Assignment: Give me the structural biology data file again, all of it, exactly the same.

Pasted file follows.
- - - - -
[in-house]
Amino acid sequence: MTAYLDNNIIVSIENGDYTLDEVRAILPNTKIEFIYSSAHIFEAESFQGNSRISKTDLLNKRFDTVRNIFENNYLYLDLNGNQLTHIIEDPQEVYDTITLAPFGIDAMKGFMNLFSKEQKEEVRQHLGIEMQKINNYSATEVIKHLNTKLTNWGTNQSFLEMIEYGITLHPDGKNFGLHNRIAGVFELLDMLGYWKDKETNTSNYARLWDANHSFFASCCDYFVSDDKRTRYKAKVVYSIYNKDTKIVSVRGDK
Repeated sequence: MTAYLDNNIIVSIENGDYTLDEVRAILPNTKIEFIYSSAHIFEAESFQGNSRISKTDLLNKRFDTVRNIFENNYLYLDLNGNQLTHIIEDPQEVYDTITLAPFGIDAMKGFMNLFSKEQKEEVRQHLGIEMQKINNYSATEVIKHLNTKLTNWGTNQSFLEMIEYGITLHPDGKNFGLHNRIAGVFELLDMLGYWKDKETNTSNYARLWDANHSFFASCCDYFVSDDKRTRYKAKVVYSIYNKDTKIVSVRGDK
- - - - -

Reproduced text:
[in-house]
Amino acid sequence: MTAYLDNNIIVSIENGDYTLDEVRAILPNTKIEFIYSSAHIFEAESFQGNSRISKTDLLNKRFDTVRNIFENNYLYLDLNGNQLTHIIEDPQEVYDTITLAPFGIDAMKGFMNLFSKEQKEEVRQHLGIEMQKINNYSATEVIKHLNTKLTNWGTNQSFLEMIEYGITLHPDGKNFGLHNRIAGVFELLDMLGYWKDKETNTSNYARLWDANHSFFASCCDYFVSDDKRTRYKAKVVYSIYNKDTKIVSVRGDK
Repeated sequence: MTAYLDNNIIVSIENGDYTLDEVRAILPNTKIEFIYSSAHIFEAESFQGNSRISKTDLLNKRFDTVRNIFENNYLYLDLNGNQLTHIIEDPQEVYDTITLAPFGIDAMKGFMNLFSKEQKEEVRQHLGIEMQKINNYSATEVIKHLNTKLTNWGTNQSFLEMIEYGITLHPDGKNFGLHNRIAGVFELLDMLGYWKDKETNTSNYARLWDANHSFFASCCDYFVSDDKRTRYKAKVVYSIYNKDTKIVSVRGDK